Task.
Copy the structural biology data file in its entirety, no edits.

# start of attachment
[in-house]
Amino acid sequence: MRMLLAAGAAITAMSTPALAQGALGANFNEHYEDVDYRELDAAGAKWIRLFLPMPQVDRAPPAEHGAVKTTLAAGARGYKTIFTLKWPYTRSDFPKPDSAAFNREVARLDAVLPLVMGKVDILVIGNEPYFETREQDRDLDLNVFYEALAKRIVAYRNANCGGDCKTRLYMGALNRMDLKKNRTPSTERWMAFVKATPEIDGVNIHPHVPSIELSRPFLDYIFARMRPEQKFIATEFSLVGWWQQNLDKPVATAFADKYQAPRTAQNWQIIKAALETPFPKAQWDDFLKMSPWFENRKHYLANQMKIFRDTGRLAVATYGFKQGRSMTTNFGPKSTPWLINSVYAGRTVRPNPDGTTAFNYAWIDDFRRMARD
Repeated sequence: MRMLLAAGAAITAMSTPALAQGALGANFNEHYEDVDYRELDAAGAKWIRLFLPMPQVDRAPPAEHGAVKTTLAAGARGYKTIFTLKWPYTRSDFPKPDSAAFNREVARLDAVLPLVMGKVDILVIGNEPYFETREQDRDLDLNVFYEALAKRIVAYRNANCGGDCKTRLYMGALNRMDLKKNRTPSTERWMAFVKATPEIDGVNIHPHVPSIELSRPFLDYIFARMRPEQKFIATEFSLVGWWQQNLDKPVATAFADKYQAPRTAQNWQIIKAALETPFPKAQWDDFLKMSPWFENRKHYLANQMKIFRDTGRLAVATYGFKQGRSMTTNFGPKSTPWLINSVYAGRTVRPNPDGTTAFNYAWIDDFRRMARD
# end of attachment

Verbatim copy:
[in-house]
Amino acid sequence: MRMLLAAGAAITAMSTPALAQGALGANFNEHYEDVDYRELDAAGAKWIRLFLPMPQVDRAPPAEHGAVKTTLAAGARGYKTIFTLKWPYTRSDFPKPDSAAFNREVARLDAVLPLVMGKVDILVIGNEPYFETREQDRDLDLNVFYEALAKRIVAYRNANCGGDCKTRLYMGALNRMDLKKNRTPSTERWMAFVKATPEIDGVNIHPHVPSIELSRPFLDYIFARMRPEQKFIATEFSLVGWWQQNLDKPVATAFADKYQAPRTAQNWQIIKAALETPFPKAQWDDFLKMSPWFENRKHYLANQMKIFRDTGRLAVATYGFKQGRSMTTNFGPKSTPWLINSVYAGRTVRPNPDGTTAFNYAWIDDFRRMARD
Repeated sequence: MRMLLAAGAAITAMSTPALAQGALGANFNEHYEDVDYRELDAAGAKWIRLFLPMPQVDRAPPAEHGAVKTTLAAGARGYKTIFTLKWPYTRSDFPKPDSAAFNREVARLDAVLPLVMGKVDILVIGNEPYFETREQDRDLDLNVFYEALAKRIVAYRNANCGGDCKTRLYMGALNRMDLKKNRTPSTERWMAFVKATPEIDGVNIHPHVPSIELSRPFLDYIFARMRPEQKFIATEFSLVGWWQQNLDKPVATAFADKYQAPRTAQNWQIIKAALETPFPKAQWDDFLKMSPWFENRKHYLANQMKIFRDTGRLAVATYGFKQGRSMTTNFGPKSTPWLINSVYAGRTVRPNPDGTTAFNYAWIDDFRRMARD